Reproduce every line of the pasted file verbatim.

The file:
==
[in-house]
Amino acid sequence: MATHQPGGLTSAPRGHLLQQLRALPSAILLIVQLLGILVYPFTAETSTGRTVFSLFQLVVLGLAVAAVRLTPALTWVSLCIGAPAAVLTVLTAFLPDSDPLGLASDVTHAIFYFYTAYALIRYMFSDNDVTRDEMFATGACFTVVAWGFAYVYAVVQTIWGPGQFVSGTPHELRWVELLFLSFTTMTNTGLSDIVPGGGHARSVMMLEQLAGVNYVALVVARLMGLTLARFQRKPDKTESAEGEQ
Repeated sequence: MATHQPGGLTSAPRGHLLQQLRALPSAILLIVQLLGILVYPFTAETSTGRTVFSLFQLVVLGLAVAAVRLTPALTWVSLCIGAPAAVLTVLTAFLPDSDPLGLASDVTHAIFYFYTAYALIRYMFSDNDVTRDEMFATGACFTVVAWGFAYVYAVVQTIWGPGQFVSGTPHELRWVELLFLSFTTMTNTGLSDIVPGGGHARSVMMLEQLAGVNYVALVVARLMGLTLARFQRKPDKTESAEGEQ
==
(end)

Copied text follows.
[in-house]
Amino acid sequence: MATHQPGGLTSAPRGHLLQQLRALPSAILLIVQLLGILVYPFTAETSTGRTVFSLFQLVVLGLAVAAVRLTPALTWVSLCIGAPAAVLTVLTAFLPDSDPLGLASDVTHAIFYFYTAYALIRYMFSDNDVTRDEMFATGACFTVVAWGFAYVYAVVQTIWGPGQFVSGTPHELRWVELLFLSFTTMTNTGLSDIVPGGGHARSVMMLEQLAGVNYVALVVARLMGLTLARFQRKPDKTESAEGEQ
Repeated sequence: MATHQPGGLTSAPRGHLLQQLRALPSAILLIVQLLGILVYPFTAETSTGRTVFSLFQLVVLGLAVAAVRLTPALTWVSLCIGAPAAVLTVLTAFLPDSDPLGLASDVTHAIFYFYTAYALIRYMFSDNDVTRDEMFATGACFTVVAWGFAYVYAVVQTIWGPGQFVSGTPHELRWVELLFLSFTTMTNTGLSDIVPGGGHARSVMMLEQLAGVNYVALVVARLMGLTLARFQRKPDKTESAEGEQ